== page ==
9. Competence of the State Legislature to enact Section 6-R(2) is not denied. Act 1 of 1957 received the assent of the President and by virtue of Article 254(2) of the Constitution Section 6-R(2) of the U.P. Act prevails, notwithstanding any prior law made by the Parliament. The provisions of the U.P. Act including Section 6-R(2) therefore apply in determining the rights and obligations of the parties in respect of retrenchment compensation. The observation to the contrary made by this Court in Rohtak and Hissar Districts Electric Supply Company v. State of U.P. [1966] 2 L.L.J.330 which primarily raised a dispute relating to the validity of certain model standing orders proceeded upon a concession made at the Bar, and cannot be regarded as decisive. Since the relevant provisions of the two Acts on the matter in controversy in these groups of appeals are not materially different, we do not think it necessary in this case to refer the question to a larger Bench.

10. We, accordingly, propose to refer only to the provisions of the U.P. Industrial Disputes Act, 1947. Section 4-A of the U.P. Act authorises the State Government to constitute one or more Labour Courts for the adjudication of industrial disputes relating to any matter specified in the First Schedule and for performing such other functions as may be assigned to them under the Act. The items specified in the First Schedule are-

1. The propriety or legality of an order passed by an employer under the Standing Orders;

2. The application and interpretation of Standing Orders;

3. Discharge or dismissal of workman including reinstatement of, or grant of relief to, workmen wrongfully dismissed;

4. Withdrawal of any customary concession or privilege;

5. Illegality or otherwise of a strike or lock-out; and

6. All matters other than those specified in the Second Schedule.

Section 4-B authorises the State Government to constitute one or more Industrial Tribunals for the adjudication of industrial disputes relating to any matter whether specified in the First Schedule or the Second Schedule. Item 10 of the Second Schedule relates to 'Retrenchment of workmen and closure of establishment'. Prima facie, disputes relating to retrenchment of workmen and closure of establishment fall within the exclusive competence of the Industrial Tribunal, and not within the competence of the Labour Court constituted under Section 4-A. The Company had expressly raised a contention that they had not retrenched the workmen and that the workmen had voluntarily abandoned the Company's service by seeking employment with the Board even before the Company closed its undertaking.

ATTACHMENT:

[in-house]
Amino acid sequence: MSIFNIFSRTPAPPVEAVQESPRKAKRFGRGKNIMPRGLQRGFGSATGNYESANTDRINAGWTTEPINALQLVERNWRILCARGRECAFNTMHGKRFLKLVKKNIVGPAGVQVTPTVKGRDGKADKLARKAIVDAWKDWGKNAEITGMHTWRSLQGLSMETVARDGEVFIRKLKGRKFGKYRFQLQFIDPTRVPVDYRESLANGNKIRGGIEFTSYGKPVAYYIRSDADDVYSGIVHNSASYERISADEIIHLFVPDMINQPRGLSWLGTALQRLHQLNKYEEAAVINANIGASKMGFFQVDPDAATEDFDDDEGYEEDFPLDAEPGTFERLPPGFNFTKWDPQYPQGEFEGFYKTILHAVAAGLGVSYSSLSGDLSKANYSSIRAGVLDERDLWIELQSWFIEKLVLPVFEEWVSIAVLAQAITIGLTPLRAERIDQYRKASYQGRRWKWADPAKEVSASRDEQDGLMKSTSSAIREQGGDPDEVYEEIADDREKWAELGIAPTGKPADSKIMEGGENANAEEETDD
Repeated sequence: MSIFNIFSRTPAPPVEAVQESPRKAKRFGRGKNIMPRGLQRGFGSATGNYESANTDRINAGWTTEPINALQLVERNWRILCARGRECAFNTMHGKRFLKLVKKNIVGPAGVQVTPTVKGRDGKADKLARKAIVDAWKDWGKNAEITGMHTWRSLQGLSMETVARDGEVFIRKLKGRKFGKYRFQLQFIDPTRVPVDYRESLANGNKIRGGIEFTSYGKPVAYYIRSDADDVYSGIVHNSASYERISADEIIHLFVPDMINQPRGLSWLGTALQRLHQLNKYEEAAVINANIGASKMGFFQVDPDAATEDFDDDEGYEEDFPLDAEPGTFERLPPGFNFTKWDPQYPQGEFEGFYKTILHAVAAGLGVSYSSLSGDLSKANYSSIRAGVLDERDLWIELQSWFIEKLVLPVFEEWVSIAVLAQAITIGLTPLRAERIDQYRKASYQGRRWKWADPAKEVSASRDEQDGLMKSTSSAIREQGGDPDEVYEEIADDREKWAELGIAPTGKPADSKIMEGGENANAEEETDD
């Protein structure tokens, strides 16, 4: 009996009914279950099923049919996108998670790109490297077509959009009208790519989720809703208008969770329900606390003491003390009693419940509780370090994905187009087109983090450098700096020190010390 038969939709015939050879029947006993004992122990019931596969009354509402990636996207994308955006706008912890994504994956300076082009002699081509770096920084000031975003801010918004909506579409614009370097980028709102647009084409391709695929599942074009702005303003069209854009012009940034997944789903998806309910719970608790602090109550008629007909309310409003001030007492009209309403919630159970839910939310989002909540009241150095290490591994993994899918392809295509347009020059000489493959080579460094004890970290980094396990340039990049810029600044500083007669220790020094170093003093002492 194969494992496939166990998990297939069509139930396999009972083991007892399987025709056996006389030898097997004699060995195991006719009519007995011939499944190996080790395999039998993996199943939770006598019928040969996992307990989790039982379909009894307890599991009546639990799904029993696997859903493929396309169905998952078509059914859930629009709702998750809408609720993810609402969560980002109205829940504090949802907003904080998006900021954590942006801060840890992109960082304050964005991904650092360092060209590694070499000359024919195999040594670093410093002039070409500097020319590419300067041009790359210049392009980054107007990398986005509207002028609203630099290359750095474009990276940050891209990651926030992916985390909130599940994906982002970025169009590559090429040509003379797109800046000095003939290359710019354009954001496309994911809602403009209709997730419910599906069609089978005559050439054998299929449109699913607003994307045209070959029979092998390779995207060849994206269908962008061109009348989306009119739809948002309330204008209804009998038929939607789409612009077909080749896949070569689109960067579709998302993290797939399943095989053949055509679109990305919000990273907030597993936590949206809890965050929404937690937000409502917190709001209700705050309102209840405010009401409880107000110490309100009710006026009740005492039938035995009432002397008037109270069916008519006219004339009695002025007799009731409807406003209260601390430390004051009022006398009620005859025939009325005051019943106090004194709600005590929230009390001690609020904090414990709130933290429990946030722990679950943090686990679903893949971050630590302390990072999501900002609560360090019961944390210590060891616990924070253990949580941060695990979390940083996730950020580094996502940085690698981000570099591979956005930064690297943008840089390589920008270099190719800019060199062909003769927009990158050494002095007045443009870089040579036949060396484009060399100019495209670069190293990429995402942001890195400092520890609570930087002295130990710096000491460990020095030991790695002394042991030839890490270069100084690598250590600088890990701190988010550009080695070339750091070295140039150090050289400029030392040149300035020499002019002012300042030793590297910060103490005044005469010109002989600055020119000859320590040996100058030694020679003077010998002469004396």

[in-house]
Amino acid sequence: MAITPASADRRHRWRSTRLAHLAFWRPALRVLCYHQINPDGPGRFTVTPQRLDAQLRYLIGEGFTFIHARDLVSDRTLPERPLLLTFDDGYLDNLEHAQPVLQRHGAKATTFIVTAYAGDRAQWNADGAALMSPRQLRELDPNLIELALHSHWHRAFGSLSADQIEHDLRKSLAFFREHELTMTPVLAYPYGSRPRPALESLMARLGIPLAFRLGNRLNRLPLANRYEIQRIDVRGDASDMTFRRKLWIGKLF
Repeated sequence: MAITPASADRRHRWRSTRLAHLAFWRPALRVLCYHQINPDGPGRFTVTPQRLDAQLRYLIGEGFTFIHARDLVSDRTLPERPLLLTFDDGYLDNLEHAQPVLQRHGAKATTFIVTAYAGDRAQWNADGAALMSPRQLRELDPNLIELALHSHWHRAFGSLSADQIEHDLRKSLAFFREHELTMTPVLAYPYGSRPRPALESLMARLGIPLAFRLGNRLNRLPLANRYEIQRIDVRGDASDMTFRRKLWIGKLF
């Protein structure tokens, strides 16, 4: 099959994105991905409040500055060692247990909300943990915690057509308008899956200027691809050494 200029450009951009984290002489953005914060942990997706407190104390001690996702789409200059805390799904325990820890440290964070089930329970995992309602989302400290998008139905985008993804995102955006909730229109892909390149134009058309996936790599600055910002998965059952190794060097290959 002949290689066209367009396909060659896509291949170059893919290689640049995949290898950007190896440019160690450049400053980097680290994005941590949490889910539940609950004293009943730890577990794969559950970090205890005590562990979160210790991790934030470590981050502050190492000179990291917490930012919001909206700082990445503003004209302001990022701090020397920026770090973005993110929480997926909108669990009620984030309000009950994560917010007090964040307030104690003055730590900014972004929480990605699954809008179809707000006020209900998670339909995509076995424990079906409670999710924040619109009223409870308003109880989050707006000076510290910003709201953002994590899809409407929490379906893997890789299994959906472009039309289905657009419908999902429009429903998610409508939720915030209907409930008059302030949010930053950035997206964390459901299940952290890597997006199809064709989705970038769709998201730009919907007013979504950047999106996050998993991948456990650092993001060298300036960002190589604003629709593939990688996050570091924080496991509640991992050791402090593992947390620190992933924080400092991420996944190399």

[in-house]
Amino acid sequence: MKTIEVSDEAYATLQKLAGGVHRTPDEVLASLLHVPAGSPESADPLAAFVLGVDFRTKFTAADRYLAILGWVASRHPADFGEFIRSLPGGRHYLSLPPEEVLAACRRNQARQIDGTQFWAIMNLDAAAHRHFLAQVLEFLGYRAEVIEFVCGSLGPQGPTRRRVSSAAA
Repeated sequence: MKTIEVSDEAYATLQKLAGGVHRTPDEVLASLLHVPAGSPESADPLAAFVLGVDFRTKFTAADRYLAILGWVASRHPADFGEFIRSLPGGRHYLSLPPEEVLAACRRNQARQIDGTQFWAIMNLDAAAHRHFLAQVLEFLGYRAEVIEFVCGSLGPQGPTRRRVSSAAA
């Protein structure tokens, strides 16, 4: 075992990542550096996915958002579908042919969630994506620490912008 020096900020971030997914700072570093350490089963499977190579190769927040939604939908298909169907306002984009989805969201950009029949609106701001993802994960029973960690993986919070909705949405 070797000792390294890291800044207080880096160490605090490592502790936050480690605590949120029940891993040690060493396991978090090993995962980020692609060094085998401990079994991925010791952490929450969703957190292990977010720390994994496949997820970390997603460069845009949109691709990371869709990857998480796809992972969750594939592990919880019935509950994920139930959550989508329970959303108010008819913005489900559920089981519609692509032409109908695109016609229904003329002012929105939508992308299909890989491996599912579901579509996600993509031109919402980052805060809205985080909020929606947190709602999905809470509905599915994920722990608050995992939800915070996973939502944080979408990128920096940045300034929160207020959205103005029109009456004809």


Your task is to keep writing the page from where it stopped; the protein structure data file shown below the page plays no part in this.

11. The workmen contended by their petitions filed before the Labour Courts that they were retrenched, the Company contended that the workmen had voluntarily abandoned the employment under the Company because they found it more profitable to take up employment under the Board without any break in the same post and on the same terms and conditions on which they were employed by the Company. This clearly raises the question whether there was retrenchment of workmen, which gave rise to liability to pay retrenchment compensation. A dispute relating to retrenchment is exclusively within the competence of the Industrial Tribunal by virtue of item 10 of die Second Schedule to the U.P. Industrial Disputes Act, and is not within the competence of the Labour Court. Section 6-H of the U.P. Act provides :

(1) Where any money is due to a workman from an employer under the provisions of Sections 6-J to 6-R or under a settlement or award, or under an award given by an adjudicator or the State Industrial Tribunal appointed or constituted under this Act, before the commencement of the Uttar Pradesh Industrial Disputes (Amendment and Miscellaneous Provisions) Act, 1956, the workman may, without prejudice to any other mode of recovery, make an application to the State Government for the recovery of the money due to him, and if the State Government is satisfied that any amount is so due, it shall issue a certificate for that amount to the Collector who shall proceed to recover the same as if it were an arrear of land revenue.

(2) Where any workman is entitled to receive from the employer any benefit which is capable of being computed in terms of money, the amount at which such benefit should be computed may, subject to any rules that may be made under this Act, be determined by such Labour Court as may be specified in this behalf by the State Government, and the amount so determined may be recovered as provided for in Sub-section (1).